Each student had written a blog post about the new service's website by the time its editor-in-chief, Sharon McGowan – a veteran reporter, writer, editor and teacher – visited our class on Thursday.
McGowan had read all of their posts and concluded three things: 1) Almost all of them wrote they had not known about the news service, even though it has been headquartered in our very own Diederich College of Communication for about a year; 2) "everybody liked the look of our site," and 3) "we don't do enough enterprise or in-depth stories." To that, she said, "I 100 percent agree. It's one of my goals."
Then, after explaining the challenges of trying to cover so much territory with limited staff, McGowan told the class, "I'm very excited about you guys working on this project. ... You're going to help me break into our neighborhoods." Each student pair has been assigned to produce two audio slideshows about a selected neighborhood nonprofit organization, one focusing on someone helping to provide a service or operate a program, the other on a beneficiary of those efforts. Both pieces are to be about two minutes long and come with a 500-word news story.
The students are to function as real journalists in communities requiring a bus ride from the Marquette campus. Indeed, the organizations have not been prepped that they will be calling. "Your job is to identify the person and to identify the story," McGowan told the students, who are mostly sophomores and juniors but all journalism majors.
The reward for high achievement will be having their multimedia journalism published on the news service's site. No sure thing, McGowan said while stressing that high-quality writing and storytelling is important. "I'm a stickler for AP Style because it shows that you care about being professional," she said.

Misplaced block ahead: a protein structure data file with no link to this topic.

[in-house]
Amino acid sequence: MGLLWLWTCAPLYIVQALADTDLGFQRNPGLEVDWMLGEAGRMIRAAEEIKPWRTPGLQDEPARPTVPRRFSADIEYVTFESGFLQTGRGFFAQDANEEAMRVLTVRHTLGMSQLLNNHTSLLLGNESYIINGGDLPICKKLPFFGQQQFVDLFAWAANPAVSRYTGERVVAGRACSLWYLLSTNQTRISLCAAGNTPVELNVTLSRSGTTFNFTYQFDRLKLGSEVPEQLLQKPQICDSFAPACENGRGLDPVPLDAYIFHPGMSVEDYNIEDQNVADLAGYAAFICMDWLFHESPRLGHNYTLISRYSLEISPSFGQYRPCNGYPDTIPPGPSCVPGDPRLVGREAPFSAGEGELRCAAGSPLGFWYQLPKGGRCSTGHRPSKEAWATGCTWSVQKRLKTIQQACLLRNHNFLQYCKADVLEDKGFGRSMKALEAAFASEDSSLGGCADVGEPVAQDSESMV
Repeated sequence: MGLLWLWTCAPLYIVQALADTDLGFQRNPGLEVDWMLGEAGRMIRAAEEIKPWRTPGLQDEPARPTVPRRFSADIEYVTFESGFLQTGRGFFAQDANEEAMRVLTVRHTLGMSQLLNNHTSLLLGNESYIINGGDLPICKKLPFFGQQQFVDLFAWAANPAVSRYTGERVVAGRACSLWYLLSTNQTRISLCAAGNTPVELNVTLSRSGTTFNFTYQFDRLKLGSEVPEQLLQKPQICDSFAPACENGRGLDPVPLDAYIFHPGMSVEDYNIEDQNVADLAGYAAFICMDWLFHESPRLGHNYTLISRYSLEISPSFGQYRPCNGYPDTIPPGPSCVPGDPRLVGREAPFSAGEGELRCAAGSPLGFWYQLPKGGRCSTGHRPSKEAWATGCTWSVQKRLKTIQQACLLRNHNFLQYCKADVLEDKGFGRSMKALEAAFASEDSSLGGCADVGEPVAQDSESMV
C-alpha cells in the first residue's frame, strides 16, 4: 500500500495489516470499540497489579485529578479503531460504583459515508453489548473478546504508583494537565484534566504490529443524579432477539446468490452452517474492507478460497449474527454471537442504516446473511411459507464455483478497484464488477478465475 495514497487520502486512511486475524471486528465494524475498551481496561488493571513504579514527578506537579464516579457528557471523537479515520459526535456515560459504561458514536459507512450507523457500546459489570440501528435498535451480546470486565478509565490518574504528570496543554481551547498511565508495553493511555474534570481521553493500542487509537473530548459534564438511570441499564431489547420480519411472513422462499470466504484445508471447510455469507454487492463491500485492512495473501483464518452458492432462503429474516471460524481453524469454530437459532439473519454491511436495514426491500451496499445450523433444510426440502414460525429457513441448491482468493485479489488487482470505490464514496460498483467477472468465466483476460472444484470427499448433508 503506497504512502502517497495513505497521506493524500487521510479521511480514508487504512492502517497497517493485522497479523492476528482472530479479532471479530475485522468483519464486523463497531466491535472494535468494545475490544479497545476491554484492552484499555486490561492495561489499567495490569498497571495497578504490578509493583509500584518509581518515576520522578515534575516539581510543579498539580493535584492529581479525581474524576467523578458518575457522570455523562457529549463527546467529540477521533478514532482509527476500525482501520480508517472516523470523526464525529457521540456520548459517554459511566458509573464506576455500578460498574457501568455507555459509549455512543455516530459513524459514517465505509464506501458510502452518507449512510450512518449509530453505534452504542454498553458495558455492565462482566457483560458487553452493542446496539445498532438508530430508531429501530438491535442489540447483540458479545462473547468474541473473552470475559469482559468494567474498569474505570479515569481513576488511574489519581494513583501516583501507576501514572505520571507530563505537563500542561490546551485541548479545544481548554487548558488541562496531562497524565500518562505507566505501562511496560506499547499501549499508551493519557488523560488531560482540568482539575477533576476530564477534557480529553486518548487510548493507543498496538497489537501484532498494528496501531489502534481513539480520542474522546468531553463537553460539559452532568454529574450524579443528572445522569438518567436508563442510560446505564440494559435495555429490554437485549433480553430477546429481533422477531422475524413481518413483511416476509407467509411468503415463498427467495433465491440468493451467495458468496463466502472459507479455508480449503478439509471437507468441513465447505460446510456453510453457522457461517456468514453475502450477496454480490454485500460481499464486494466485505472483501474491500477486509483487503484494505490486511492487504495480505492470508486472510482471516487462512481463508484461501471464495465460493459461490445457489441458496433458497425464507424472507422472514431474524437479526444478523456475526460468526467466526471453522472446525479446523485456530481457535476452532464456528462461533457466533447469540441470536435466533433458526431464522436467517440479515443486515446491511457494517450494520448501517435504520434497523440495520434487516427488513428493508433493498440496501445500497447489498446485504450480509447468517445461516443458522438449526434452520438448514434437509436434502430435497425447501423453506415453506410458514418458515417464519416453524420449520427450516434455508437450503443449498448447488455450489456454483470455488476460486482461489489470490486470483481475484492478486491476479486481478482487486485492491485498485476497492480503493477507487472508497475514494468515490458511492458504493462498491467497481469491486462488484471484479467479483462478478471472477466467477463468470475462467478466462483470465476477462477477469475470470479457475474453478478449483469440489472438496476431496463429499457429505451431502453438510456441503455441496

As much a nurturer as as exacting editor, McGowan offered great advice while answering student questions. Concerning personal queries of neighborhood residents who have struggled or suffered more than most, she said: "You're a lot more sensitive about it than they are. You will be very surprised ... people do want to talk, especially if they have been through a lot." And: "The main thing that young reporters do wrong in my opinion is not doing enough work before they get to the story. You can't just look at the (organization's) website."
If all goes well, the news service will be publishing digital journalism about the following organizations: Our Next Generation (Sarah Butler and Tessa Fox), Art Works for Milwaukee (Andrea Anderson and Rebecca French), COA Youth and Family Centers (Elizabeth McGovern and Benjamin Sheehan), Neighborhood House of Milwaukee (Kyle Doubrava and Eric Oliver), Select Milwaukee (Erin Caughey and Heather Ronaldson), Habitat for Humanity (Sarah Hauer and Benjamin Stanley), Centro Legal (Kathleen Doherty and Allison Kruschke) and Next Door (Alec Brooks and Ryan Ellerbusch). Each pair considers itself the class "Dream Team." Let's hope so.